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The paper of Koch and colleagues in this issue takes advantage of a situation that is still commonplace in Holland but becomes quite rare in the rest of the world.1 Every year, thousands of Dutch patients are referred to invasive cardiac centres licensed to dilate by invasive cardiac centres barred from dilating by government ruling. Combining the therapeutic with the diagnostic act makes sense, is cost efficient, and patient friendly. It remains a taboo for the majority of Dutch invasive cardiologists working in so called diagnostic centres. While it is a taboo by legislation for them, it is a taboo by solidarity for their colleagues working in the few so called therapeutic centres. If they were combining the diagnostic angiogram with the coronary angioplasty in all their patients, their market advantage over their purely diagnostic colleagues would be so conspicuous that the usual competition between cardiac care providers would capsize for sure. The primary idea behind this system is to boost the quality of coronary angioplasty by having a large number of procedures performed in a small number of centres. Secondary ideas behind it are the cost concern that too many centres for cardiac surgery would be run just to chaperone the respective interventional cardiology activities and a certain desire to contain angioplasty numbers by setting up a road block on the way to the procedure.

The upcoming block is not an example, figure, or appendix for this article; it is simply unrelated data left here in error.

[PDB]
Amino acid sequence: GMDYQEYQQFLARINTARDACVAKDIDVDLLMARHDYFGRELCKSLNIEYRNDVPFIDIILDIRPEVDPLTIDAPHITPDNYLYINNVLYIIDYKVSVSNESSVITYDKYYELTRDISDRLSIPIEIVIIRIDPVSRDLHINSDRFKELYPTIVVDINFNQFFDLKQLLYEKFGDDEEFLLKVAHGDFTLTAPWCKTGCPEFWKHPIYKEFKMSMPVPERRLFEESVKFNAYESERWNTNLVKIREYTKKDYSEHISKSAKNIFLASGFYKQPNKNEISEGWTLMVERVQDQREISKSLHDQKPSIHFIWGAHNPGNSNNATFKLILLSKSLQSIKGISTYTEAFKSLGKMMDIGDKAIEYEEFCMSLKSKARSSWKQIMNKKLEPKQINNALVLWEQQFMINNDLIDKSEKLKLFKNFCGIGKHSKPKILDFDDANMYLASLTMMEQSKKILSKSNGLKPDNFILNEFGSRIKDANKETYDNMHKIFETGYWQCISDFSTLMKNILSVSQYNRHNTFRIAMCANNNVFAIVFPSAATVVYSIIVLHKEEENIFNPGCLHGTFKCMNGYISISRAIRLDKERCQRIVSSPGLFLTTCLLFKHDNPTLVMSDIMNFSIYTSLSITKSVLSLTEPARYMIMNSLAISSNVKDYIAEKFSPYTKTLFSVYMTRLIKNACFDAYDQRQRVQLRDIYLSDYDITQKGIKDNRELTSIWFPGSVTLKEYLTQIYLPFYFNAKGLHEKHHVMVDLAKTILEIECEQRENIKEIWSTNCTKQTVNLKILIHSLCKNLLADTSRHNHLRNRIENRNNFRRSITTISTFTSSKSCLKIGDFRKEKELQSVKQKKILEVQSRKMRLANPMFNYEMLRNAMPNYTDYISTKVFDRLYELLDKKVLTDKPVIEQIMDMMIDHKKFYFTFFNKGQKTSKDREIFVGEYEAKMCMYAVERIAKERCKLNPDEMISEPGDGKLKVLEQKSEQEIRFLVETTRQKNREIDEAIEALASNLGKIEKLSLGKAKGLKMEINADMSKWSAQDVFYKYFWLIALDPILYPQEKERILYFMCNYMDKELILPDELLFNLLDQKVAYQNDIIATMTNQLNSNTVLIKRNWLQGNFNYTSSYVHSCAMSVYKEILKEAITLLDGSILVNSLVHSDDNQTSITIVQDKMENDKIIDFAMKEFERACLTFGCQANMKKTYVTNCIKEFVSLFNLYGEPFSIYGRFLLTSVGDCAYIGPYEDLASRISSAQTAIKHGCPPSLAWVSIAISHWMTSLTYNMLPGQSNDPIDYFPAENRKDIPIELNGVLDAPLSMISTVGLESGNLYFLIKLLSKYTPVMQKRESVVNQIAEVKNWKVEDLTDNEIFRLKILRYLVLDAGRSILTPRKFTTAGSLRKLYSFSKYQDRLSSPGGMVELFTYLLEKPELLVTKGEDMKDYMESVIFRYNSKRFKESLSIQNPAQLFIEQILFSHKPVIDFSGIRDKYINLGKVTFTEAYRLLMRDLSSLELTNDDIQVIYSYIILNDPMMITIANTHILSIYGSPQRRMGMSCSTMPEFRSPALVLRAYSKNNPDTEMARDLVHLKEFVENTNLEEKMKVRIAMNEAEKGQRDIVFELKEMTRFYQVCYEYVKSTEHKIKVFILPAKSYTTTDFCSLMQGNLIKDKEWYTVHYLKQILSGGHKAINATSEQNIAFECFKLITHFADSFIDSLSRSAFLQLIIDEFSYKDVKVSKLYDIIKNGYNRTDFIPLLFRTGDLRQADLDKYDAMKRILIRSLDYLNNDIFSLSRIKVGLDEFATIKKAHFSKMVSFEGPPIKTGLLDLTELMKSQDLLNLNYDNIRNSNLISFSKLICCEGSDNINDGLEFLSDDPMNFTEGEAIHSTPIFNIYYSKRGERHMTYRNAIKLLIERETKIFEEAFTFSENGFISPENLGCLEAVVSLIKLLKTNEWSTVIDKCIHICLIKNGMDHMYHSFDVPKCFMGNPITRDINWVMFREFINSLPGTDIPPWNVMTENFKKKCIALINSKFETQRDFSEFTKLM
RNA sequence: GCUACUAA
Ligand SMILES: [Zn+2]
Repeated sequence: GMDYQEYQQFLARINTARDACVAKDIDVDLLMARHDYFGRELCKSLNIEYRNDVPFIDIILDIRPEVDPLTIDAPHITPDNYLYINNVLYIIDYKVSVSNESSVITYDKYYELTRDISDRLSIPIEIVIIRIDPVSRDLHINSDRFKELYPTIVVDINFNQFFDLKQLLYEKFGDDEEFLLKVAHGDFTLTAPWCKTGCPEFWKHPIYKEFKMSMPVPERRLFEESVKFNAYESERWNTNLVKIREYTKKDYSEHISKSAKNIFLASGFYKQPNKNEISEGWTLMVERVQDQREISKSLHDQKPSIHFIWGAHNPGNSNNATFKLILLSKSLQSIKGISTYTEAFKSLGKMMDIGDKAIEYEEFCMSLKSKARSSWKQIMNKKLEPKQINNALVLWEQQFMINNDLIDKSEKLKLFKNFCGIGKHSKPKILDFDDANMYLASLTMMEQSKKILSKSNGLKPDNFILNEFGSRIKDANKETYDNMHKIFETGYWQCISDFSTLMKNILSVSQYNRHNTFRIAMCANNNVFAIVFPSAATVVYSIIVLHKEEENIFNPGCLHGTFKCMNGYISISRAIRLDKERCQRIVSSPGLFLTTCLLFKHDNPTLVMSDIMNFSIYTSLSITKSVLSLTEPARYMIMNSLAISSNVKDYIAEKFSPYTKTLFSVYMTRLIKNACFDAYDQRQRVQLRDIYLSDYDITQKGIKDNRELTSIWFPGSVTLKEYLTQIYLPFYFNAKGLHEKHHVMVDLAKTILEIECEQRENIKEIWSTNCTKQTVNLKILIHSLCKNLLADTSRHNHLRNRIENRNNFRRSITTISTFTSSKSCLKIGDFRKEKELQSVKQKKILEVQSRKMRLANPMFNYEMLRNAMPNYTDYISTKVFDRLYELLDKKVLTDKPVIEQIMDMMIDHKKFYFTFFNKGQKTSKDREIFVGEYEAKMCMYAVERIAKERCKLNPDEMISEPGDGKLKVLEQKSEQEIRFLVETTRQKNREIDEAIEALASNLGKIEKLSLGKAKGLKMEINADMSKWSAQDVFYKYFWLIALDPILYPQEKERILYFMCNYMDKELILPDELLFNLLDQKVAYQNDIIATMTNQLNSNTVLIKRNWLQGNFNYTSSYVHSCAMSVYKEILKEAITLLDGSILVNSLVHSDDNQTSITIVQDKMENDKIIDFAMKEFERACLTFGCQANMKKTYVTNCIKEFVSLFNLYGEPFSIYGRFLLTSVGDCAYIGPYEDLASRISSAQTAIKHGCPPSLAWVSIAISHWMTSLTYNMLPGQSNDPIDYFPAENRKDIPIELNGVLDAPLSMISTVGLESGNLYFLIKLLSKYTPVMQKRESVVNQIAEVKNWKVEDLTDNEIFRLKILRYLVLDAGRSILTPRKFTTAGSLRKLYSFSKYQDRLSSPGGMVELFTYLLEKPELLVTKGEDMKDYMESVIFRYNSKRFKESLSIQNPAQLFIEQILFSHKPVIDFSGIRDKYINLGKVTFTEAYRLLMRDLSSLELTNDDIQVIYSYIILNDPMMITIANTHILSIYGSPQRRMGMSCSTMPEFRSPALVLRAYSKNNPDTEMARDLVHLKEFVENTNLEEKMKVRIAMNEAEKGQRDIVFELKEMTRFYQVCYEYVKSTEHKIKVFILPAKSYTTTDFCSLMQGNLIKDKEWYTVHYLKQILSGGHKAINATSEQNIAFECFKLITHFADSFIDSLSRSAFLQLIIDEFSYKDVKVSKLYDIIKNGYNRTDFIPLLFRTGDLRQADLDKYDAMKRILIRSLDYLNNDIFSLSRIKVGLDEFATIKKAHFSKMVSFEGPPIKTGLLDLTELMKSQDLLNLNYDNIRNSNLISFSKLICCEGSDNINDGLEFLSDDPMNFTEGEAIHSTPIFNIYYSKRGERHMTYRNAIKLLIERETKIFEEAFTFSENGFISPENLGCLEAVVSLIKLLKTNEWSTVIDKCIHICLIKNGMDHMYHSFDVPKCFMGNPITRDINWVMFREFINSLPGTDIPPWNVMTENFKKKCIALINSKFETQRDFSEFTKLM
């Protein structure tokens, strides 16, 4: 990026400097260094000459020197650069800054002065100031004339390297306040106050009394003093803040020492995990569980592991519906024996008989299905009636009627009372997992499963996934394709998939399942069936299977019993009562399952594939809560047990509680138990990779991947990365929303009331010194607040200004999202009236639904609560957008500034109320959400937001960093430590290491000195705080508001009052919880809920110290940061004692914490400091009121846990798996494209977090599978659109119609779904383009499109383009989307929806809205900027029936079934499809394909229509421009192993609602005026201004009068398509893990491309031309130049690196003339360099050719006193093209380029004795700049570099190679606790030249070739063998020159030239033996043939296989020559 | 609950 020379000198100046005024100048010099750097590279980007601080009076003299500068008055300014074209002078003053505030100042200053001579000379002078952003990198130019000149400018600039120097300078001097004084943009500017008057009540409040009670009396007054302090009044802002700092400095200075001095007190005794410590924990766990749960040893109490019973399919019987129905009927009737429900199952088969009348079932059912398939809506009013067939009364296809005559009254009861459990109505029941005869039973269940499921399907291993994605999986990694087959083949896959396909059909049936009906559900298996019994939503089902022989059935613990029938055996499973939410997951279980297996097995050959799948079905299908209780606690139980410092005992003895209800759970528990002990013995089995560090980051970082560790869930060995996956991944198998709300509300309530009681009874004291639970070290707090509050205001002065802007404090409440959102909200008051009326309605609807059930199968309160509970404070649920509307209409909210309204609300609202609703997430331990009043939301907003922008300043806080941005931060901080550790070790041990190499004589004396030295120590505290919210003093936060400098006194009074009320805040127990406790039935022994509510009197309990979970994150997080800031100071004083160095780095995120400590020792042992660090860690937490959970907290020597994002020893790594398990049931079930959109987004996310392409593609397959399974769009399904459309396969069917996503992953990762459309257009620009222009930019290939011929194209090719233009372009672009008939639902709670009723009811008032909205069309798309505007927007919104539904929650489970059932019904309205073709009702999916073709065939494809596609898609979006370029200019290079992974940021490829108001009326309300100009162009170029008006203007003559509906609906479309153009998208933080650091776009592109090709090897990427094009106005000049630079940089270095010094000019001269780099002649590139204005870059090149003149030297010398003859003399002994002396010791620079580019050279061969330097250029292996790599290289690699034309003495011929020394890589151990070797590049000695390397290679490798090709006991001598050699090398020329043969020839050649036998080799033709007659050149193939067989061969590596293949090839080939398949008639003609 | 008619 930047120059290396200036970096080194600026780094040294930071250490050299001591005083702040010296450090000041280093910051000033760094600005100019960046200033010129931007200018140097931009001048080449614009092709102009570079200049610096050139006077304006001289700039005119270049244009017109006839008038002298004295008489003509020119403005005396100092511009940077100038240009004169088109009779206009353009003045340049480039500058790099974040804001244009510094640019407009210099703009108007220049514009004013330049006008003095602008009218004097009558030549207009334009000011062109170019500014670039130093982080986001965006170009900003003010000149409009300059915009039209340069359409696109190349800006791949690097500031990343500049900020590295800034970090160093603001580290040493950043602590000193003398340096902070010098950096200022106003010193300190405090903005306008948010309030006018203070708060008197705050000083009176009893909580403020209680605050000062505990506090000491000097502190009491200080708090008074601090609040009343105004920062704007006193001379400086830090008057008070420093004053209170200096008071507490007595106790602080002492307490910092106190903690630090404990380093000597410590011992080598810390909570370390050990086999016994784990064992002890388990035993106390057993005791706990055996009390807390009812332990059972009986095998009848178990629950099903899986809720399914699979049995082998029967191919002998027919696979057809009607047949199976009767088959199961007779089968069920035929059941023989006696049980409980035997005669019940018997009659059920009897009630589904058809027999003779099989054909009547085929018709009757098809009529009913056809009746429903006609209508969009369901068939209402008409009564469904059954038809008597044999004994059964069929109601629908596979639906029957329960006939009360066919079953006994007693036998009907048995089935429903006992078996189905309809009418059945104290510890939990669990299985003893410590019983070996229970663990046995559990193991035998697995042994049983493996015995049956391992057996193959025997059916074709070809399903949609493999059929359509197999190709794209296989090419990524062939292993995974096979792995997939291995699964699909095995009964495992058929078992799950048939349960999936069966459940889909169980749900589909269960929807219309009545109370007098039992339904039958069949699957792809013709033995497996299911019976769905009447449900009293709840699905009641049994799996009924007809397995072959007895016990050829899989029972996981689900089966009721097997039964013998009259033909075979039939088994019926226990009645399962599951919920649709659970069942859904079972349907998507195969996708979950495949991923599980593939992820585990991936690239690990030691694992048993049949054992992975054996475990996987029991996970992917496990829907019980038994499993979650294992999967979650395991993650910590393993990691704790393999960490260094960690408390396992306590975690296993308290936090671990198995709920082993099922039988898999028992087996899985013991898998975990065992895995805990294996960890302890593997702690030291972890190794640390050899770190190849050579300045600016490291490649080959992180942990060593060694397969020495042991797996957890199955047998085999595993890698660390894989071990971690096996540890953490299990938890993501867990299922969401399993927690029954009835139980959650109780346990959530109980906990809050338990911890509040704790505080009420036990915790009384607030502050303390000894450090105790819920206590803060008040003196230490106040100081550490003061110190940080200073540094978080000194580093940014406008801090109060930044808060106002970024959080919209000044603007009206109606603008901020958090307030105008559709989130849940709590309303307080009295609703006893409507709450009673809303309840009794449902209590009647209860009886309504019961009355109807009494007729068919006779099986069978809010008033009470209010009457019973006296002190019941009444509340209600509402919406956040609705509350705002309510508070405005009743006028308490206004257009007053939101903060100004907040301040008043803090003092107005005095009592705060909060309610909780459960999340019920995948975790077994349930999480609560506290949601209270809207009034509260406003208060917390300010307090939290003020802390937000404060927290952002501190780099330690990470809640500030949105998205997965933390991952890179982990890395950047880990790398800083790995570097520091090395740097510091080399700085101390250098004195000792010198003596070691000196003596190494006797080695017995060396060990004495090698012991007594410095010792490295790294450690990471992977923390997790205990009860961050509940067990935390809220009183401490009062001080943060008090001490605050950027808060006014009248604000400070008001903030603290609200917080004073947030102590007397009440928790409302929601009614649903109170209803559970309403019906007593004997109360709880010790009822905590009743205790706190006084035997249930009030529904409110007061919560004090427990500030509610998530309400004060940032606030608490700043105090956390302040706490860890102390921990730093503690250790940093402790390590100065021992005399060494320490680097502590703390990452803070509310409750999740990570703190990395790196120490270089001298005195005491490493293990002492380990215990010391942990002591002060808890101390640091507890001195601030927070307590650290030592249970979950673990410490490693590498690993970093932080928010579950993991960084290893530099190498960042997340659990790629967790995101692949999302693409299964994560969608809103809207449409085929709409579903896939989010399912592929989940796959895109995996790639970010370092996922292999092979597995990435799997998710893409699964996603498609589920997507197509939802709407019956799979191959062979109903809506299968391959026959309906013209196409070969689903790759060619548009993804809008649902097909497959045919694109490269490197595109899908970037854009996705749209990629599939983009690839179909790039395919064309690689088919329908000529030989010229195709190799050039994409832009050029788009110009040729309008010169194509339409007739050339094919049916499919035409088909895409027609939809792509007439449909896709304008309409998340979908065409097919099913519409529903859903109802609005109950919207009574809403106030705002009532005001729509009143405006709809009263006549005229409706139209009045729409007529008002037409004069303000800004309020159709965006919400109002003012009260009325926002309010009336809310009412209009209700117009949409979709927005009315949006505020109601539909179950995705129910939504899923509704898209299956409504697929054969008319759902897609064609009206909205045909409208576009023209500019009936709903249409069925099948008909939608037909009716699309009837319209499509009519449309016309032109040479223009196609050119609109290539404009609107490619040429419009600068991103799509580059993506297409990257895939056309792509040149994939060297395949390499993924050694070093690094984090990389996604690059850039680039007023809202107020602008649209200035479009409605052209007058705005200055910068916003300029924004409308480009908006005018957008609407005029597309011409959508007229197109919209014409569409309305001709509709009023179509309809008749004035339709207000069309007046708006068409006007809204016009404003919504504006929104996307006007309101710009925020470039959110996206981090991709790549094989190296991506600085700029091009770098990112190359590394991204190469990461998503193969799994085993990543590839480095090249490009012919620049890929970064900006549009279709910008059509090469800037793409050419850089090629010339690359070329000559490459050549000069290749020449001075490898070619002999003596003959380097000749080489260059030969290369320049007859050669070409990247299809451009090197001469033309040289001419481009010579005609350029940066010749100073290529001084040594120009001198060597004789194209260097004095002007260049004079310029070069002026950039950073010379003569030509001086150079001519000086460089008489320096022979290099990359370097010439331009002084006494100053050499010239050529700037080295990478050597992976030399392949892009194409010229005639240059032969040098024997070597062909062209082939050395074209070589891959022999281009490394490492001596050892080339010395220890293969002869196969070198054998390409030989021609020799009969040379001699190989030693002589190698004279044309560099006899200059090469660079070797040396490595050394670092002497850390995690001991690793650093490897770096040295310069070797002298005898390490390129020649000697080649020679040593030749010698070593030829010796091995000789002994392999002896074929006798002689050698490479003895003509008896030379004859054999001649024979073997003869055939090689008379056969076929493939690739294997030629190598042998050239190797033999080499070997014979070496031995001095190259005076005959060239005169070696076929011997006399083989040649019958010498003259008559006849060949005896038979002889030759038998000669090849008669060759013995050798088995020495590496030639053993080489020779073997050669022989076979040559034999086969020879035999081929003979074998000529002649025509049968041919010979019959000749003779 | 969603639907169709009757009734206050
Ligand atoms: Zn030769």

A great majority of patients of the tertiary cardiac centre presenting their report on preselection of coronary angioplasty patients for short term observation1 were referred with a neat history, physical examination, and coronary angiogram from an invasive but non-interventional cardiac centre in the catchment area. About 90% of them subsequently underwent single vessel angioplasty which is in keeping with a contemporary European database.2 After stratifying them into those presumably not meaning …